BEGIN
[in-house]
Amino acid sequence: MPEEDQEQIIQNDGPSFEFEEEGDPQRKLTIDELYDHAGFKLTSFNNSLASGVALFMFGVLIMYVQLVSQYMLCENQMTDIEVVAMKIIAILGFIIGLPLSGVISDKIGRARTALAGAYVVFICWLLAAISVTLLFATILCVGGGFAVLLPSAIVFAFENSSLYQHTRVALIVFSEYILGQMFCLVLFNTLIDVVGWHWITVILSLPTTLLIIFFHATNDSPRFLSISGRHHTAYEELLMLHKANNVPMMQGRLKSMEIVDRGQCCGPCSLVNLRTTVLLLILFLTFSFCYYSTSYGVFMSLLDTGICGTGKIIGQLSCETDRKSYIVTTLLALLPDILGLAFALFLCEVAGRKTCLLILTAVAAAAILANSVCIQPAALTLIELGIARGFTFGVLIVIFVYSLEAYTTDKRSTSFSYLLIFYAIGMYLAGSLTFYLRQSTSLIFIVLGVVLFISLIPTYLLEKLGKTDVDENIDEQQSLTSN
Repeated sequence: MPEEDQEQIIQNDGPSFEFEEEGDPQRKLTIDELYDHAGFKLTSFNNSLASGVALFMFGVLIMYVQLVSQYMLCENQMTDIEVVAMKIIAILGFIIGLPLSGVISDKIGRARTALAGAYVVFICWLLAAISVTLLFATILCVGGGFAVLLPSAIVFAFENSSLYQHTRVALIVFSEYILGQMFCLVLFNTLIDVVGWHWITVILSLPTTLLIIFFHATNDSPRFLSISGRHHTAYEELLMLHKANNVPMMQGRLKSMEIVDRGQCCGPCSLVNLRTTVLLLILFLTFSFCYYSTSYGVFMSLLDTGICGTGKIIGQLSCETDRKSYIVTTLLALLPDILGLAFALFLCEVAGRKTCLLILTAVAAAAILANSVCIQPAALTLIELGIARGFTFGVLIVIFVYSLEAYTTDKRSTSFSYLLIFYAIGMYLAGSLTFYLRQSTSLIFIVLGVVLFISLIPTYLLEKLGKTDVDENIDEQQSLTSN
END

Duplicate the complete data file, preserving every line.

[in-house]
Amino acid sequence: MPEEDQEQIIQNDGPSFEFEEEGDPQRKLTIDELYDHAGFKLTSFNNSLASGVALFMFGVLIMYVQLVSQYMLCENQMTDIEVVAMKIIAILGFIIGLPLSGVISDKIGRARTALAGAYVVFICWLLAAISVTLLFATILCVGGGFAVLLPSAIVFAFENSSLYQHTRVALIVFSEYILGQMFCLVLFNTLIDVVGWHWITVILSLPTTLLIIFFHATNDSPRFLSISGRHHTAYEELLMLHKANNVPMMQGRLKSMEIVDRGQCCGPCSLVNLRTTVLLLILFLTFSFCYYSTSYGVFMSLLDTGICGTGKIIGQLSCETDRKSYIVTTLLALLPDILGLAFALFLCEVAGRKTCLLILTAVAAAAILANSVCIQPAALTLIELGIARGFTFGVLIVIFVYSLEAYTTDKRSTSFSYLLIFYAIGMYLAGSLTFYLRQSTSLIFIVLGVVLFISLIPTYLLEKLGKTDVDENIDEQQSLTSN
Repeated sequence: MPEEDQEQIIQNDGPSFEFEEEGDPQRKLTIDELYDHAGFKLTSFNNSLASGVALFMFGVLIMYVQLVSQYMLCENQMTDIEVVAMKIIAILGFIIGLPLSGVISDKIGRARTALAGAYVVFICWLLAAISVTLLFATILCVGGGFAVLLPSAIVFAFENSSLYQHTRVALIVFSEYILGQMFCLVLFNTLIDVVGWHWITVILSLPTTLLIIFFHATNDSPRFLSISGRHHTAYEELLMLHKANNVPMMQGRLKSMEIVDRGQCCGPCSLVNLRTTVLLLILFLTFSFCYYSTSYGVFMSLLDTGICGTGKIIGQLSCETDRKSYIVTTLLALLPDILGLAFALFLCEVAGRKTCLLILTAVAAAAILANSVCIQPAALTLIELGIARGFTFGVLIVIFVYSLEAYTTDKRSTSFSYLLIFYAIGMYLAGSLTFYLRQSTSLIFIVLGVVLFISLIPTYLLEKLGKTDVDENIDEQQSLTSN